Each employee who is exempt from the overtime provisions of the federal Fair Labor Standards Act (FLSA) must be paid once a month; others must be paid at least twice a month. Semimonthly pay periods must consist as nearly as possible of an equal number of days. Within those limitations, an employer may designate any paydays he/she chooses.
Notices indicating the paydays must be posted in conspicuous places in the workplace. If an employer does not designate paydays, the employer's paydays are the first and 15th of each month.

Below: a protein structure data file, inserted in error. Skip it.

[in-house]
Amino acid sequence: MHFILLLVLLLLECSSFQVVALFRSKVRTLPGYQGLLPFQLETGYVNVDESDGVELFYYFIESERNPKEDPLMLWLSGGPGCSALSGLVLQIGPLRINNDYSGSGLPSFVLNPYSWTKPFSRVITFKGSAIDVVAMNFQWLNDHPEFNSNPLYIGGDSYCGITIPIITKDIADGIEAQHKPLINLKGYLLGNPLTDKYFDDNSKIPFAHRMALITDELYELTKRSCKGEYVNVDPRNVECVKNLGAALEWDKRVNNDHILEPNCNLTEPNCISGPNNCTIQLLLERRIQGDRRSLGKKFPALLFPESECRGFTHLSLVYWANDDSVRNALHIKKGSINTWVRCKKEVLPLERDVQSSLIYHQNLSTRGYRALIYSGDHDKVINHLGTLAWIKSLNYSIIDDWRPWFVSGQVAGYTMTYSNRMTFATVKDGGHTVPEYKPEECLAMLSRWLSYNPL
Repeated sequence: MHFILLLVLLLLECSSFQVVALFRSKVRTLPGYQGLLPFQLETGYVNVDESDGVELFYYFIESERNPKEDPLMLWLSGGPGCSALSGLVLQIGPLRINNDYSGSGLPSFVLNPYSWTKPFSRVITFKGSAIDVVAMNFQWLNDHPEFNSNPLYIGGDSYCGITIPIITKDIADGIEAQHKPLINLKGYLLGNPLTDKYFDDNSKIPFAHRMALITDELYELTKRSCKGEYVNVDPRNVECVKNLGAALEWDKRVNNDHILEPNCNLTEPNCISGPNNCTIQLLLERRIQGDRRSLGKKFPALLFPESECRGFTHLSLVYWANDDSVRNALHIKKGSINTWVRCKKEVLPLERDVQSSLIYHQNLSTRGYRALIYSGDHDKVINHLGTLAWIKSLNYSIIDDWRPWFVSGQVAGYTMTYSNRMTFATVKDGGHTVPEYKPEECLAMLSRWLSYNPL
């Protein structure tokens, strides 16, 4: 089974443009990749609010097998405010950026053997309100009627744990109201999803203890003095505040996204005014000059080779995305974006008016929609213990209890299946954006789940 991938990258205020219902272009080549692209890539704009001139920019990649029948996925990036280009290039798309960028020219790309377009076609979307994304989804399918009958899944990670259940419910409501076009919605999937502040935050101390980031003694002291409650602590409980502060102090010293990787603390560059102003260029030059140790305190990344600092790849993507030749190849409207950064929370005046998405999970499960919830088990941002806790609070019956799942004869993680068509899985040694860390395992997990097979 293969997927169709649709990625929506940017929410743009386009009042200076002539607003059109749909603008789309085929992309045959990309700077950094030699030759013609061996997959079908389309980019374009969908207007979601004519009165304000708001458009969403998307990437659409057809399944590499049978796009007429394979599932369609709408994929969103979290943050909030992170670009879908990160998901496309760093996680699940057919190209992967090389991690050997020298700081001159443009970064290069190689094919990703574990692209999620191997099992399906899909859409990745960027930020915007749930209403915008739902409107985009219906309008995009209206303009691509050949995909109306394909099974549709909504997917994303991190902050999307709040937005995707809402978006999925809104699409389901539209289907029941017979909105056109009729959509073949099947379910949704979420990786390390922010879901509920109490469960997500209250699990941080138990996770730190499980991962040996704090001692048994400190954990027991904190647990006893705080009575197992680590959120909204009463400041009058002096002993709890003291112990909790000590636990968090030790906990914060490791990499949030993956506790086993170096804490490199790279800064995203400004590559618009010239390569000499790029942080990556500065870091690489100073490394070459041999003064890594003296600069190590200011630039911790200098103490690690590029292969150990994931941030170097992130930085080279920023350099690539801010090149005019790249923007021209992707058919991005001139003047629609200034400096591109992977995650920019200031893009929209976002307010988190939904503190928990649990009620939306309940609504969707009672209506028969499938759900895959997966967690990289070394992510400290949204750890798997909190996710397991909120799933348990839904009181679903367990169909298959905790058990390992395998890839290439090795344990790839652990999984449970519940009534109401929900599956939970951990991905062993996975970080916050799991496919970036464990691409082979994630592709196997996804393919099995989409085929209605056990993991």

If an employee quits, she/he must be paid in full at the next regular payday. If an employee is terminated, he/she must be paid in full within six days. If an employee is not paid on a payday for any reason, including the employee's absence, the employer shall pay those wages on another business day as requested by the employee.
Get Help from an Experienced Employment Law Attorney
Have you been discriminated against by a potential or current employer -- as a job applicant or current employee? To best protect your legal rights you should discuss your situation with an employment lawyer. Meet with a local employment for employees attorney sooner rather than later to protect your rights.